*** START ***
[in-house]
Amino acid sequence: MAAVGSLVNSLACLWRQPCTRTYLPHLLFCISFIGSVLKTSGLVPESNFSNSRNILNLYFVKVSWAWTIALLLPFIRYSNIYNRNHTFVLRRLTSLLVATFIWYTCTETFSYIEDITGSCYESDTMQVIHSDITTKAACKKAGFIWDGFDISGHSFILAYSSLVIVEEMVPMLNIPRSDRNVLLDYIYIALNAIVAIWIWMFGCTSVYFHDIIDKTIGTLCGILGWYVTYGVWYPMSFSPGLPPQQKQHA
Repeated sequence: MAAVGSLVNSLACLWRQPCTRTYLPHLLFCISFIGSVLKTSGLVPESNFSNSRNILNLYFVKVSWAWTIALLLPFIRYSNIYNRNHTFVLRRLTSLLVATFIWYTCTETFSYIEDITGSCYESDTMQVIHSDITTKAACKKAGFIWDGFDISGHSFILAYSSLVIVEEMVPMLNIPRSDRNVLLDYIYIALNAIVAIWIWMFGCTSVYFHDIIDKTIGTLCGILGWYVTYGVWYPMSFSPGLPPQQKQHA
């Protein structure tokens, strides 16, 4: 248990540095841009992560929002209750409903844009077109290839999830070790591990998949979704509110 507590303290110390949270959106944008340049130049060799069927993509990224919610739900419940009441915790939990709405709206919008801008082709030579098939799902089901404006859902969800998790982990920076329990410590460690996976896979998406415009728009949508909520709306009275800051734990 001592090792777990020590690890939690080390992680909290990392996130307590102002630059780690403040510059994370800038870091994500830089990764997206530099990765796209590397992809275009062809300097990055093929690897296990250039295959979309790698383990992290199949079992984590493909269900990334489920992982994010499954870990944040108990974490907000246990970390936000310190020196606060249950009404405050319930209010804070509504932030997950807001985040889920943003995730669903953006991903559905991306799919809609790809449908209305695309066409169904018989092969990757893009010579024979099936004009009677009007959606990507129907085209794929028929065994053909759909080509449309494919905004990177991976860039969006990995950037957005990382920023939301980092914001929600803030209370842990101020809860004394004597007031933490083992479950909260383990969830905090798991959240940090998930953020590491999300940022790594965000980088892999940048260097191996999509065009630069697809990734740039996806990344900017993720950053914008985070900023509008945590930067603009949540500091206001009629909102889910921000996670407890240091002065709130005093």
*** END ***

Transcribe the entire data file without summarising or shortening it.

[in-house]
Amino acid sequence: MAAVGSLVNSLACLWRQPCTRTYLPHLLFCISFIGSVLKTSGLVPESNFSNSRNILNLYFVKVSWAWTIALLLPFIRYSNIYNRNHTFVLRRLTSLLVATFIWYTCTETFSYIEDITGSCYESDTMQVIHSDITTKAACKKAGFIWDGFDISGHSFILAYSSLVIVEEMVPMLNIPRSDRNVLLDYIYIALNAIVAIWIWMFGCTSVYFHDIIDKTIGTLCGILGWYVTYGVWYPMSFSPGLPPQQKQHA
Repeated sequence: MAAVGSLVNSLACLWRQPCTRTYLPHLLFCISFIGSVLKTSGLVPESNFSNSRNILNLYFVKVSWAWTIALLLPFIRYSNIYNRNHTFVLRRLTSLLVATFIWYTCTETFSYIEDITGSCYESDTMQVIHSDITTKAACKKAGFIWDGFDISGHSFILAYSSLVIVEEMVPMLNIPRSDRNVLLDYIYIALNAIVAIWIWMFGCTSVYFHDIIDKTIGTLCGILGWYVTYGVWYPMSFSPGLPPQQKQHA
């Protein structure tokens, strides 16, 4: 248990540095841009992560929002209750409903844009077109290839999830070790591990998949979704509110 507590303290110390949270959106944008340049130049060799069927993509990224919610739900419940009441915790939990709405709206919008801008082709030579098939799902089901404006859902969800998790982990920076329990410590460690996976896979998406415009728009949508909520709306009275800051734990 001592090792777990020590690890939690080390992680909290990392996130307590102002630059780690403040510059994370800038870091994500830089990764997206530099990765796209590397992809275009062809300097990055093929690897296990250039295959979309790698383990992290199949079992984590493909269900990334489920992982994010499954870990944040108990974490907000246990970390936000310190020196606060249950009404405050319930209010804070509504932030997950807001985040889920943003995730669903953006991903559905991306799919809609790809449908209305695309066409169904018989092969990757893009010579024979099936004009009677009007959606990507129907085209794929028929065994053909759909080509449309494919905004990177991976860039969006990995950037957005990382920023939301980092914001929600803030209370842990101020809860004394004597007031933490083992479950909260383990969830905090798991959240940090998930953020590491999300940022790594965000980088892999940048260097191996999509065009630069697809990734740039996806990344900017993720950053914008985070900023509008945590930067603009949540500091206001009629909102889910921000996670407890240091002065709130005093």